Available at: https://digitalcommons.calpoly.edu/theses/204
Date of Award
MS in Biological Sciences
David Pilliod, PhD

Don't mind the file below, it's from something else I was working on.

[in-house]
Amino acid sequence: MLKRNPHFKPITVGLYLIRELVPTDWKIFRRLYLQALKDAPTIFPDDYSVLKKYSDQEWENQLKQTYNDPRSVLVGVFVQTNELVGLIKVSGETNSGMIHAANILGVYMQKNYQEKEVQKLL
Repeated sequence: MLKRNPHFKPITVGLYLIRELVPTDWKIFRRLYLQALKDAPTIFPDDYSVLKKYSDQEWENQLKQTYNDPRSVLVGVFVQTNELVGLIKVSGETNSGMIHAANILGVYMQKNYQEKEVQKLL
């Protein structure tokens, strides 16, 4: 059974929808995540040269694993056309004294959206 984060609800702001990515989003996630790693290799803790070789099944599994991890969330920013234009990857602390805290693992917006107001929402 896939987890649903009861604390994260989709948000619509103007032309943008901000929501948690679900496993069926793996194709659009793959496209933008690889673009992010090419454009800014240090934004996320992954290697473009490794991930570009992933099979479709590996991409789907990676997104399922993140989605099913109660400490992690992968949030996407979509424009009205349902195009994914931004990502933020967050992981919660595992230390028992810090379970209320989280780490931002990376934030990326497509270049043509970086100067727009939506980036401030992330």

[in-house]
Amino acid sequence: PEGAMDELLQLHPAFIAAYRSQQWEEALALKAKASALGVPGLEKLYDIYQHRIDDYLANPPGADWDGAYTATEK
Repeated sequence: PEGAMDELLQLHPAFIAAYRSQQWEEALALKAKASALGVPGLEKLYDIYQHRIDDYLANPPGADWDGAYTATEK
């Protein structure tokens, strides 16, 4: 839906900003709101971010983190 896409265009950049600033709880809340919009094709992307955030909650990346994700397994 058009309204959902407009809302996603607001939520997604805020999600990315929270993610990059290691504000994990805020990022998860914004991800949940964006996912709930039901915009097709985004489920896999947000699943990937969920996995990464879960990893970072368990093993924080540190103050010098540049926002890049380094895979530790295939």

The arroyo toad (Anaxyrus californicus) is a federally endangered species found on Fort Hunter Liggett, Monterey County, California. The species was discovered in 1996 and was determined to occupy 26.7 km of the San Antonio River from approximately 2.4 km northwest of the San Antonio Mission de Padua, to the river delta above the San Antonio Reservoir. The construction of the San Antonio Reservoir dam in 1963 isolated this northern population of arroyo toads. Through time, the Fort Hunter Liggett landscape has changed drastically. The land was heavily grazed by cattle until 1991, which considerably reduced vegetation in riparian areas. Military training following acquisition of the land in 1940 far exceeded current allowable training. Fire was used extensively to reduce unfavorable vegetation, and as a result, extreme tree loss occurred through the ranges. Today cattle grazing is prohibited and military activity is restricted from riparian corridors. While riparian vegetation continues to recover in the San Antonio River, habitat for breeding arroyo toads has become less suitable. To improve conservation efforts and management of this endangered species, I have provided a thorough assessment of the life history of arroyo toads specific to Fort Hunter Liggett and identified the status and current threats to the population on the installation. I have also prepared a habitat assessment of the San Antonio River in the arroyo toad range, quantified habitat conversion, and identified areas that may no longer provide suitable breeding habitat for the species. The research conducted for this report is preliminary to restoration efforts that are inevitable to ensure recovery of the endangered species at Fort Hunter Liggett.